I would look at the safety track record of the millions of COVID-19 mRNA vaccine doses given to date. As a pediatrician, I know that children aren’t just little adults. This is why the clinical trial for children 5-11 was so important and why it took some time to approve a vaccine for children.

The clinical trial looked at the safety of the vaccine in children. The study included about 2,250 children, two thirds of whom received the vaccine and the other third a placebo, meaning they did not receive the vaccine. While the clinical trial is still ongoing and more data will be collected over time with more numbers, there have been no cases of severe allergic reaction or myocarditis – a rare inflammation of the heart – in the three-month follow-up period after vaccination. . Common temporary side effects included redness and pain in the arm where the child received the vaccine, headache and fatigue. Studies in older children and adults have shown that the risks of myocarditis are greater in people with COVID-19 than with the vaccine.

The FDA and CDC have several systems to continuously monitor the safety of the COVID-19 vaccine to investigate potential safety concerns.

The CDC’s Independent Vaccine Expert Group (ACIP) will evaluate the data this week to consider vaccine risks with the benefits of being protected from COVID-19 disease. Our Public Health team will continue to share information as it becomes available.

NS, 8 years old: My question is: Does the COVID vaccine hurt more or less than the flu shot?

Dr. Mark: I know a lot of guys might be wondering. The shot you feel from a flu shot is very similar to the shot you will feel when you receive a COVID-19 vaccination. You will feel a pinch and it will go away very quickly. You’ve probably had a sore arm, felt sore, and possibly had a fever with other vaccines, the COVID-19 vaccine can cause those same temporary feelings, and they usually go away in 1-2 days.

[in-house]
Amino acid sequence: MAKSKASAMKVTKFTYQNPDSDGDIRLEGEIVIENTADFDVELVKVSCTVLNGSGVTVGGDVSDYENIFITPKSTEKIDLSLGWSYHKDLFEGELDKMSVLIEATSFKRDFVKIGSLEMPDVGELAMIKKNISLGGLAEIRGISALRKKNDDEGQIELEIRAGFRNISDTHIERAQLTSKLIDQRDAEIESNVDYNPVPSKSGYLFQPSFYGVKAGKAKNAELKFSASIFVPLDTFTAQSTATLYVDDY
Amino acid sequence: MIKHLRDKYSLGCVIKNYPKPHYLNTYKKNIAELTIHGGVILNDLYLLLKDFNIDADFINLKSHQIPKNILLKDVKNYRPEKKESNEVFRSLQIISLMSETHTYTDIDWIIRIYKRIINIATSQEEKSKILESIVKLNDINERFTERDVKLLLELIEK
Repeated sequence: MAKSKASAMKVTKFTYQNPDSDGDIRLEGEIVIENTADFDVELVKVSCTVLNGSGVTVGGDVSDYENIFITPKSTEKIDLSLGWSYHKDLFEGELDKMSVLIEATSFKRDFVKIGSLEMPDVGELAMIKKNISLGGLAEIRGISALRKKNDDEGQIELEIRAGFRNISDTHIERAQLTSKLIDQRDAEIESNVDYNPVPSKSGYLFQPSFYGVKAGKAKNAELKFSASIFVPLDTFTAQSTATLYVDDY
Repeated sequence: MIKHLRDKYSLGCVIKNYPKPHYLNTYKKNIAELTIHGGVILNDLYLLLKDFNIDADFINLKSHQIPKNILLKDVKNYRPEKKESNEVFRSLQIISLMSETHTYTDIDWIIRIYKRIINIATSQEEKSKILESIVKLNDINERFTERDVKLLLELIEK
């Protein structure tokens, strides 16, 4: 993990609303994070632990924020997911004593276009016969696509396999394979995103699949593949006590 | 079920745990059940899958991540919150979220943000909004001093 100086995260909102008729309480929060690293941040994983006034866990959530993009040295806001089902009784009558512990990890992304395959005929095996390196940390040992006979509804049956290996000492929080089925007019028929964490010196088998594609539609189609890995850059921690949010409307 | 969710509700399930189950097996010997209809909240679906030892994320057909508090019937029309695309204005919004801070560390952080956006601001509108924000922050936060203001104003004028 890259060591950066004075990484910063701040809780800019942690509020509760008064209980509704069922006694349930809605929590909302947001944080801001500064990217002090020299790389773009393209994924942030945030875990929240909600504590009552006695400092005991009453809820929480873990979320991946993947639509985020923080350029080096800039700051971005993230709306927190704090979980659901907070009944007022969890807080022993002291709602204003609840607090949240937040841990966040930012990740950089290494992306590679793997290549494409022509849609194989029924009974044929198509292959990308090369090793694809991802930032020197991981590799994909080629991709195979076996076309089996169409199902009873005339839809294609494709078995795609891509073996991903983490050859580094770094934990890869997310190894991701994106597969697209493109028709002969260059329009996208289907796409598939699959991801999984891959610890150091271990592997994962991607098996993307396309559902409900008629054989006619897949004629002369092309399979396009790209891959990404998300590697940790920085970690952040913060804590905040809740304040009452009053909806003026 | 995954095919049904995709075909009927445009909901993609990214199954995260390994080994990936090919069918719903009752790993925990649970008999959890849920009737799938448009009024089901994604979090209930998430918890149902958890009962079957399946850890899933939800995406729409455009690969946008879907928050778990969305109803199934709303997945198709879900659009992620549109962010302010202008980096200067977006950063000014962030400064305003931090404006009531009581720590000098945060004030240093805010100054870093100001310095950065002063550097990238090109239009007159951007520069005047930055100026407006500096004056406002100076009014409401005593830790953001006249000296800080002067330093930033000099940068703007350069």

AB, parent: Where will it be Can i get the vaccine for my child?

Dr. Mark: There are still a few steps before the COVID-19 vaccine for children is available, including CDC approval and recommendations expected this week. There are approximately 183,000 children between the ages of five and eleven in King County. It will take some time before there is enough vaccine available to meet the need. Unfortunately, we will all have to be a little patient as we wait for sufficient supplies to arrive.

In any location, the number of appointments will depend on the number of employees available and the availability of sufficient vaccines. The supply of pediatric vaccines will initially be limited. When the vaccine is available, it will be at:

  • Some pediatric and family clinics and community clinics.
  • School Clinics: We are working with school districts to create clinics with vaccine providers. Families should seek messages from their school or school district in the weeks to come.
  • King County Vaccine Partnership Sites throughout the county.
  • Some retail pharmacies.

As we have more information on vaccine availability for children, we will share how to make appointments on our How to get vaccinated webpage. Kingcounty.gov/vaccine

Originally posted 11/21